HoC 85mm(Green).tif


Home Affairs Committee 

Oral evidence: Prevent review, HC 1223

Wednesday 22 March 2023

Ordered by the House of Commons to be published on 22 March 2023.

Watch the meeting 

Members present: Dame Diana Johnson (Chair); Ms Diane Abbott; Paula Barker; James Daly; Simon Fell; Tim Loughton.

Questions 1 - 45


I: Rt Hon Tom Tugendhat MP, Minister for Security, Home Office; Michael Stewart, Director, Prevent, Home Office.


Examination of witnesses

Witnesses: Tom Tugendhat and Michael Stewart.

Q1                Chair: I am very sorry to have kept you waiting, Minister. We had to vote in the middle of the first panel.

Tom Tugendhat: Don’t apologise; I completely understand.

Chair: It was a very important session as part of our policing inquiry. We are very glad to see you with us today. I wonder whether you and your colleague would like to introduce yourselves for everyone so we know who you are.

Tom Tugendhat: My name is Tom Tugendhat, and I am the Security Minister.

Michael Stewart: Good afternoon, everyone. My name is Michael Stewart and I am the director of Prevent in the Home Office.

Q2                Chair: The purpose of this one-off session is to look at the review produced by William Shawcross, which was published at the end of February this year. We have about an hour for the session.

Minister, are you able to give us an overview of the current terrorist threat in this country?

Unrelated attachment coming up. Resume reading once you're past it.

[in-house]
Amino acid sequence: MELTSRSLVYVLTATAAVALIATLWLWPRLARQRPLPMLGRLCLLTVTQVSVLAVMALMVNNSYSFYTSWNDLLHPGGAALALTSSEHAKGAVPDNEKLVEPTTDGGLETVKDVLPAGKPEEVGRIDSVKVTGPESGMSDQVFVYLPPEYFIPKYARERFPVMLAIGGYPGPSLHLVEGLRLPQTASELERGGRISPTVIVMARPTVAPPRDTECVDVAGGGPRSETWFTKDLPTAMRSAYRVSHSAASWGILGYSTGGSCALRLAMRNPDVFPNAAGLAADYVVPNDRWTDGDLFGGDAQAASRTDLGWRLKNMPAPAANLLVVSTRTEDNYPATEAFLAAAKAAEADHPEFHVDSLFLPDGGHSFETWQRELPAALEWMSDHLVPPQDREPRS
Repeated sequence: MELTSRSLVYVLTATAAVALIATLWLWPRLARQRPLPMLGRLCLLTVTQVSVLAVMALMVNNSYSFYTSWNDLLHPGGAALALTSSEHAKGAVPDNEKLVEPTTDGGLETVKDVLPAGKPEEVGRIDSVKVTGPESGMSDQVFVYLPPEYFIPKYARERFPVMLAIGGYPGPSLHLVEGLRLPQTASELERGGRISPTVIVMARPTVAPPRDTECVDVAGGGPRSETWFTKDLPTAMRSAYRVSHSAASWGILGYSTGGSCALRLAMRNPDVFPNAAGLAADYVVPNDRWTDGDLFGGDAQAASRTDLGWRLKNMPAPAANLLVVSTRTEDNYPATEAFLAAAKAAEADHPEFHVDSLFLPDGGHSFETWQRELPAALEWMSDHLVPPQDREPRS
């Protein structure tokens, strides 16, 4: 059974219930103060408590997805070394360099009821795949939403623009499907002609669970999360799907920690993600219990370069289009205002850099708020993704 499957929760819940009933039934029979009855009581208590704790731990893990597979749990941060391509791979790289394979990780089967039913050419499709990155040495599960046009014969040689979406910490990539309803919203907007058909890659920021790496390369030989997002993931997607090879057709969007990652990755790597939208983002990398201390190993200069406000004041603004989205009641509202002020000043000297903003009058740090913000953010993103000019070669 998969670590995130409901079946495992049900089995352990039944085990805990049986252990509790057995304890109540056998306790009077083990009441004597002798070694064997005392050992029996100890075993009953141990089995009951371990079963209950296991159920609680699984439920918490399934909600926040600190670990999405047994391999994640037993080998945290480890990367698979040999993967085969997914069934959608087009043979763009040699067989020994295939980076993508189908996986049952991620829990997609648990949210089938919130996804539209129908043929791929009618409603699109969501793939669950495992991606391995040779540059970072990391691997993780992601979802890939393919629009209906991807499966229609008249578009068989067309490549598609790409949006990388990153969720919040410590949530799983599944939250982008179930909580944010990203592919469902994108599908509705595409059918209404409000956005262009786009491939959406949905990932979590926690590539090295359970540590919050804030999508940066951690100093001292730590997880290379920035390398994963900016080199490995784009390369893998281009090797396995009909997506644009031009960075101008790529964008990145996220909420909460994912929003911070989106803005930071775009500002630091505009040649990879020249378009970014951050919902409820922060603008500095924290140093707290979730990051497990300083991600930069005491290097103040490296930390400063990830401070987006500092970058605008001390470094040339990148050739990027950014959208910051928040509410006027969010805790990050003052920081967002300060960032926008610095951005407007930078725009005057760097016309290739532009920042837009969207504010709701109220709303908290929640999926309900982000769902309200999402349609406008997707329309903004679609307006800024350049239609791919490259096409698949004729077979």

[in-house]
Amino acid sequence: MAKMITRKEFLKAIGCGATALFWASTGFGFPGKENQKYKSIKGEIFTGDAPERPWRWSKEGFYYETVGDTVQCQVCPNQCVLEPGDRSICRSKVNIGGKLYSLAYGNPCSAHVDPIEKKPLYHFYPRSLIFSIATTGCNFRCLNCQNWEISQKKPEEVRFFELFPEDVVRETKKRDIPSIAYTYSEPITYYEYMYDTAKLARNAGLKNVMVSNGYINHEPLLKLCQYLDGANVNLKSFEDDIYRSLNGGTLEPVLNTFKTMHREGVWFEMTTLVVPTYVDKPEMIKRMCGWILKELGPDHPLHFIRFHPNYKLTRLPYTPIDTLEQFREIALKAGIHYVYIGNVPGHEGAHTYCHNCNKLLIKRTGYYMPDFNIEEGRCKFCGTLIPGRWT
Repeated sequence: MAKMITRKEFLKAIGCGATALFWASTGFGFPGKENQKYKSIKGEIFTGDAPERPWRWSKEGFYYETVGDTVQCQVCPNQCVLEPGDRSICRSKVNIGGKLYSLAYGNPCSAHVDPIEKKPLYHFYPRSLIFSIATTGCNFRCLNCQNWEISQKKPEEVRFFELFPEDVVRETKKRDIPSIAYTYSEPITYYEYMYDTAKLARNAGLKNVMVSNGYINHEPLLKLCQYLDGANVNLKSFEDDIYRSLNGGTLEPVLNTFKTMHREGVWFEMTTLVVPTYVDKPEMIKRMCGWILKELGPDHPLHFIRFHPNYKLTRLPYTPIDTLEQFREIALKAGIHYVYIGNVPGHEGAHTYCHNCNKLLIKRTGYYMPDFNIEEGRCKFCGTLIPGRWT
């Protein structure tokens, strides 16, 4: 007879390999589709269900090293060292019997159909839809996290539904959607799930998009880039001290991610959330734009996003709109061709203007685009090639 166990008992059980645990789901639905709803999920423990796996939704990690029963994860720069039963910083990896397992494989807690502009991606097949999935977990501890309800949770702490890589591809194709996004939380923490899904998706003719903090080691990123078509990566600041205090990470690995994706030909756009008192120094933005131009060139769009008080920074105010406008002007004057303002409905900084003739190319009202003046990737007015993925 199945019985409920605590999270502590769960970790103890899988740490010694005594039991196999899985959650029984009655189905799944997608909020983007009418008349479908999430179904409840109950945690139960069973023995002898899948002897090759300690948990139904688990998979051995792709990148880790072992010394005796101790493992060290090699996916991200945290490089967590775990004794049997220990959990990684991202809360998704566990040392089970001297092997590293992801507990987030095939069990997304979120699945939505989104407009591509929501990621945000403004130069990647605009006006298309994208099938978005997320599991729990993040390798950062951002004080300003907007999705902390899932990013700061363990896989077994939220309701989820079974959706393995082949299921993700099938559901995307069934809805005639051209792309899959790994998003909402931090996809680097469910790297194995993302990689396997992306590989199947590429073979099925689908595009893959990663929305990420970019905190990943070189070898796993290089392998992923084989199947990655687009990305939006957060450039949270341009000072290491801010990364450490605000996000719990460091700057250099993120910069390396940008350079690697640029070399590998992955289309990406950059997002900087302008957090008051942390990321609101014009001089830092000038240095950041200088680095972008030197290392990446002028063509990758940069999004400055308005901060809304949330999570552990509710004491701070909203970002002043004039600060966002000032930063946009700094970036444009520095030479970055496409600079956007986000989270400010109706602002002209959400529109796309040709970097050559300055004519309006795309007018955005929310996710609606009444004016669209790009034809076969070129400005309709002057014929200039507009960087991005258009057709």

Tom Tugendhat: The current threat is substantial, as you will know, and the reason for that determination is because of the level of threat we see around the nation. It is balanced, as you will also be aware, with the reality that in some areas it will be slightly higher than others, but we have to set an appropriate level that works for the whole of the United Kingdom. It is true that Northern Ireland often has a slightly separate determination. This is really something we keep a close eye on the whole time. At the moment, as I say, it is substantial.

Q3                Chair: Where is the threat coming from?

Tom Tugendhat: The threat is varied. We are aware, first of all, of Islamist terrorism, which has been an issue in the UK over many years, and extreme right-wing terrorism. We have seen examples of both of those, sadly. We have seen two examples even among our own colleagues in Parliament. One was Jo Cox, who was so brutally murdered in 2016, and the other was David Amess, who was murdered only just over a year ago. Even here we are experiencing it.

Of course, six years ago today was the utterly brutal attack on Westminster Bridge that took the life of a few people, but particularly close to us was PC Keith Palmer, who paid with his life for his extraordinary courage. We should all pay tribute to him today.